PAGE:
The information sector is growing relentlessly, and especially its profits, but its share of US
GDP has actually declined over the last 10 years You’d be forgiven for thinking that this sector doesn’t contribute anything to wealth and to productivity But you would be dead wrong A cynic, Oscar Wilde wrote, is a man who knows the price of everything but the value of nothing And the same thing can be said for our GDP measurements
Because we know exactly how much we pay for stuff, but it’s very difficult to estimate the value we get from things that we get for free or almost for free So, when we replace physical goods we paid for – maps, cameras, calculators, encyclopedias – with digital versions that are almost free, it looks like GDP and productivity decline, but for the consumer it means getting much better quality, greater variety almost for free It’s possible to measure this consumer surplus by asking people how much they would demand to go without a particular service for a month And then it turns out that we value search engines at almost $18,000, email services at more than $8,000 and digital maps at $3,600 If we were to include just those three services in our GDP, then GDP per capita just increased by 50%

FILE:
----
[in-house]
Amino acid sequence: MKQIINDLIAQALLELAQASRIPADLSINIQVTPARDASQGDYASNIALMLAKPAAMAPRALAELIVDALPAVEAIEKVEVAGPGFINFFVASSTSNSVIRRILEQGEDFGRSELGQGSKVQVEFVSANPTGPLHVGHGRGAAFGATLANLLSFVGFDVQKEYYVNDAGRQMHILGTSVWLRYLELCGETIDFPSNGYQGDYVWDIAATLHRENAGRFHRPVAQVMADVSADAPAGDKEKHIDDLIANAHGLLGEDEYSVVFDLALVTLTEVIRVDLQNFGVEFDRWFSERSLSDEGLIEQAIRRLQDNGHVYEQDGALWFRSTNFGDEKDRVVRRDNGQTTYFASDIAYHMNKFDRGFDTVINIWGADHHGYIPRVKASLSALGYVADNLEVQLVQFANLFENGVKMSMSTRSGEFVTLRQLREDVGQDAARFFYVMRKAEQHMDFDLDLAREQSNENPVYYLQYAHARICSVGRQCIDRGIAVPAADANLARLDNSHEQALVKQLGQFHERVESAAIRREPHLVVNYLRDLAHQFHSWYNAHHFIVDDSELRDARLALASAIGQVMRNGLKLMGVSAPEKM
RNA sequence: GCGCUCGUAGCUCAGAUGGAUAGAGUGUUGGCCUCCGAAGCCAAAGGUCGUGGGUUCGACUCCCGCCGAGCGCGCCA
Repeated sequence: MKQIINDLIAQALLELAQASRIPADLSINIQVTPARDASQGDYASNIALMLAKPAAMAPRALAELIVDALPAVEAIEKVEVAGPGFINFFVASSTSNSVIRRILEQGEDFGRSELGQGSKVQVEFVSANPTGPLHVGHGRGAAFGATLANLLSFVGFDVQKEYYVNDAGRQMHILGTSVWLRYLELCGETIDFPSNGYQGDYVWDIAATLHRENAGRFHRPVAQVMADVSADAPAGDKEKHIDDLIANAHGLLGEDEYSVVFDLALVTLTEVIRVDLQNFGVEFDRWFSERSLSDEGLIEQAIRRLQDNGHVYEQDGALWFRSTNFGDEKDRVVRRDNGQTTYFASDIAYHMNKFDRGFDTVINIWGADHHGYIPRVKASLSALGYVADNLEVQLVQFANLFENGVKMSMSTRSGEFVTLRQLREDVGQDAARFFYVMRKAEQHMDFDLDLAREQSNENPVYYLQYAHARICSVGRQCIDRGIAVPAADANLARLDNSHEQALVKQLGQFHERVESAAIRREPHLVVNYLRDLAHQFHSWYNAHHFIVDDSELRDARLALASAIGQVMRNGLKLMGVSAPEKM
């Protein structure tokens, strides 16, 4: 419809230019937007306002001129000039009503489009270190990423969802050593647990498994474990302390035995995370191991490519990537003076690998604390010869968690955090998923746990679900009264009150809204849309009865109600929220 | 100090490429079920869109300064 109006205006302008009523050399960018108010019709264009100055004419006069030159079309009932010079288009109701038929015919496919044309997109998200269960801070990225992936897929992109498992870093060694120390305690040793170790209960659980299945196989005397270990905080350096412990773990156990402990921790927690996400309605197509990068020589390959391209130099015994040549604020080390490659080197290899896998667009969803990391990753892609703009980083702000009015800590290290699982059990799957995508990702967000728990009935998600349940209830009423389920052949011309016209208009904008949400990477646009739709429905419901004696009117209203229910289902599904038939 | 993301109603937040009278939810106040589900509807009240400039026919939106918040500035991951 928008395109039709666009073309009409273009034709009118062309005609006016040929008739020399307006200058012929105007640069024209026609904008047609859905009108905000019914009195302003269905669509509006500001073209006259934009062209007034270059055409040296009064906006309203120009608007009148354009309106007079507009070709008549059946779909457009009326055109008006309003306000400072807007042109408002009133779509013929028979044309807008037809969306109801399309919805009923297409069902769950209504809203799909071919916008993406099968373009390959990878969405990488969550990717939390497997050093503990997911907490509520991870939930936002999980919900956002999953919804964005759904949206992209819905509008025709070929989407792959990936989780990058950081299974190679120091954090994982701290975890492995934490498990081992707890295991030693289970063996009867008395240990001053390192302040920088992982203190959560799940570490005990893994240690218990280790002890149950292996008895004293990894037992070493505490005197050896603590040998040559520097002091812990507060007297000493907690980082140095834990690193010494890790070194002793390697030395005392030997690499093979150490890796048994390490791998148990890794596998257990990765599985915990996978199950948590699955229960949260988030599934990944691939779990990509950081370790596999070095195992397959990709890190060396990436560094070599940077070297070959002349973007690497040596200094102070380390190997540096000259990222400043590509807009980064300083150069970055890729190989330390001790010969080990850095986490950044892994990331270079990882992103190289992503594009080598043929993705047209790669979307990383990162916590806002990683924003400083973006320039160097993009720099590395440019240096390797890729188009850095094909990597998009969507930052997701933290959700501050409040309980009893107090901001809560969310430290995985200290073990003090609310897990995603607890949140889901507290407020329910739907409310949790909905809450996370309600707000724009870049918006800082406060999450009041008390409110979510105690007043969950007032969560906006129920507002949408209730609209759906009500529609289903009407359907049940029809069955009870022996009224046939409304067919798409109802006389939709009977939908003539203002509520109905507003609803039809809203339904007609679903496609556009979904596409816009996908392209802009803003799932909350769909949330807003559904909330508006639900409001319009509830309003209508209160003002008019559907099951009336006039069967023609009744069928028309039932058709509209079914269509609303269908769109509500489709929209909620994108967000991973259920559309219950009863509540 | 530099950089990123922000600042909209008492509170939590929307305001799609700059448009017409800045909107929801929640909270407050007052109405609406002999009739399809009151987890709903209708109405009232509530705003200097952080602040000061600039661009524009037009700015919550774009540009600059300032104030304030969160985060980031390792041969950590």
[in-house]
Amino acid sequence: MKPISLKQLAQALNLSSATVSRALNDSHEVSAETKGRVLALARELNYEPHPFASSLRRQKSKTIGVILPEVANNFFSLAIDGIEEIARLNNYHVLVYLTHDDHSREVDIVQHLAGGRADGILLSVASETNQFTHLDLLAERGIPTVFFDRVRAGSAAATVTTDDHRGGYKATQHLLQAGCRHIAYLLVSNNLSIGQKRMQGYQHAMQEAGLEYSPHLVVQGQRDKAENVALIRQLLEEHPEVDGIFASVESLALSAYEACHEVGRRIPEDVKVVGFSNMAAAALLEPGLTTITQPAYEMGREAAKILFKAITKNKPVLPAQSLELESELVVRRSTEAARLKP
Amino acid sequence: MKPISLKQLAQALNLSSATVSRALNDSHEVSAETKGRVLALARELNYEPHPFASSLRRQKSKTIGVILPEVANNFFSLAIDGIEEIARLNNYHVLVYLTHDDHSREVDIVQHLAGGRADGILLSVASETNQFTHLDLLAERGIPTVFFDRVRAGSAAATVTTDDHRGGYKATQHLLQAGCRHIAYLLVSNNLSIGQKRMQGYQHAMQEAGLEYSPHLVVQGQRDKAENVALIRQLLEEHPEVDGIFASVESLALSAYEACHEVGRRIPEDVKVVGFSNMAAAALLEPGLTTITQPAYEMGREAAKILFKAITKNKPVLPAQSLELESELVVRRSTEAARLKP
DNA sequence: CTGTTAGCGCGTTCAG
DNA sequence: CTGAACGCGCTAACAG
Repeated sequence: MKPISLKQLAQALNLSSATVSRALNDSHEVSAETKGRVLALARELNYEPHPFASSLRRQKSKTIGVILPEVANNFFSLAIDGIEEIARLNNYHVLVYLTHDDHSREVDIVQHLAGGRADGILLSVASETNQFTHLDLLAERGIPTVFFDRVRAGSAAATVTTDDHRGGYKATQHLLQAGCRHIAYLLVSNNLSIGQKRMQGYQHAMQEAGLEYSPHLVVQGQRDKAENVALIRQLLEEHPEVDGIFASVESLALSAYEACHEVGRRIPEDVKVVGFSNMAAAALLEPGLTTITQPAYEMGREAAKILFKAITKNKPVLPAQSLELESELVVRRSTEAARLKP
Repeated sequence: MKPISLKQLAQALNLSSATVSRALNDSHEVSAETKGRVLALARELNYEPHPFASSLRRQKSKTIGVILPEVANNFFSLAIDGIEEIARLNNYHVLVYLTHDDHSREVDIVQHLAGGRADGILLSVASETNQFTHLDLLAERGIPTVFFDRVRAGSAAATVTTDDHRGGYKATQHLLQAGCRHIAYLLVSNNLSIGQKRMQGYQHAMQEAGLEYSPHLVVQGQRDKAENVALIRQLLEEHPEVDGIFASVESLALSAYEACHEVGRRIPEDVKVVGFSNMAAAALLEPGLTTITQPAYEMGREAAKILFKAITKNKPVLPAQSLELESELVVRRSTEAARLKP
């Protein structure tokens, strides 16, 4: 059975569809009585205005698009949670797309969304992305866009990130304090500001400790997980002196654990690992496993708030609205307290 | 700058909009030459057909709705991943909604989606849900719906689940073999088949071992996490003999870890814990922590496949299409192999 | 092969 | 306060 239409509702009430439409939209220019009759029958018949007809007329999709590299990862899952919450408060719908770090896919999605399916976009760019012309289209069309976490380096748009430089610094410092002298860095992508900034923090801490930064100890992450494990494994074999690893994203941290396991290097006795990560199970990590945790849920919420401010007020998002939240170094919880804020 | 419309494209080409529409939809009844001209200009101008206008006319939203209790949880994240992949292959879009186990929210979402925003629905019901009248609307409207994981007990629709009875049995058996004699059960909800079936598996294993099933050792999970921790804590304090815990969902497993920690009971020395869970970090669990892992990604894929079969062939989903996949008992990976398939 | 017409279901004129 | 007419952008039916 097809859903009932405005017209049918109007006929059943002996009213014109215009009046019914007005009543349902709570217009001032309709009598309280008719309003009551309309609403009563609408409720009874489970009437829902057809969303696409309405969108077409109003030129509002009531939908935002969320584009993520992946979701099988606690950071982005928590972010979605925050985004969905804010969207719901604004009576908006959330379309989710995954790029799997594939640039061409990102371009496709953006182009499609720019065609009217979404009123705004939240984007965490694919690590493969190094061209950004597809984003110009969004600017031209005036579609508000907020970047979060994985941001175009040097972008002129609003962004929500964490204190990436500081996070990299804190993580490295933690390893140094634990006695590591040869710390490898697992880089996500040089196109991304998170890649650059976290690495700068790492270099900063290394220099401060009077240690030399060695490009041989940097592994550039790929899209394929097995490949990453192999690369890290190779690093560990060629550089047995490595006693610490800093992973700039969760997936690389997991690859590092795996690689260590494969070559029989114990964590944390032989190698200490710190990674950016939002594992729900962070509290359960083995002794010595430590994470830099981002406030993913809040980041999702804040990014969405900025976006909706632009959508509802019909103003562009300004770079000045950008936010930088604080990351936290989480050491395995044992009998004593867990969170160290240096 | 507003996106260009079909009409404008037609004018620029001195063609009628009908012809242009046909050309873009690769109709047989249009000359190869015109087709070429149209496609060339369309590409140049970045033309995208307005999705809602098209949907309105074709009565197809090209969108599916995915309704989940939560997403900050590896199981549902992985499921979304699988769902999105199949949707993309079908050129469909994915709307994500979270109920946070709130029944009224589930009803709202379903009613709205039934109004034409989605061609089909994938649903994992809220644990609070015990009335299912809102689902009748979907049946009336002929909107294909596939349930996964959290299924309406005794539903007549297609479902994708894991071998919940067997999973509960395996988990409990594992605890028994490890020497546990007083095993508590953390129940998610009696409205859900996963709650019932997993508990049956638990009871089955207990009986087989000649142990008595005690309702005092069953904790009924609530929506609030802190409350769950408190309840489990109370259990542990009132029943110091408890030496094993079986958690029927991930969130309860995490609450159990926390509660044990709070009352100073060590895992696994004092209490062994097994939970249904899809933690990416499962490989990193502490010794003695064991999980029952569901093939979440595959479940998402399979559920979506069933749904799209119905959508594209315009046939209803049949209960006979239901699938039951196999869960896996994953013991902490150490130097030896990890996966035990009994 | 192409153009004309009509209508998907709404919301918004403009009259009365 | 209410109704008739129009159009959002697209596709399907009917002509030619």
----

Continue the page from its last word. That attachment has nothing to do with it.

And hey, what about these Dead Wrong clips? You get them for free How much would you demand to go without them for a month, huh?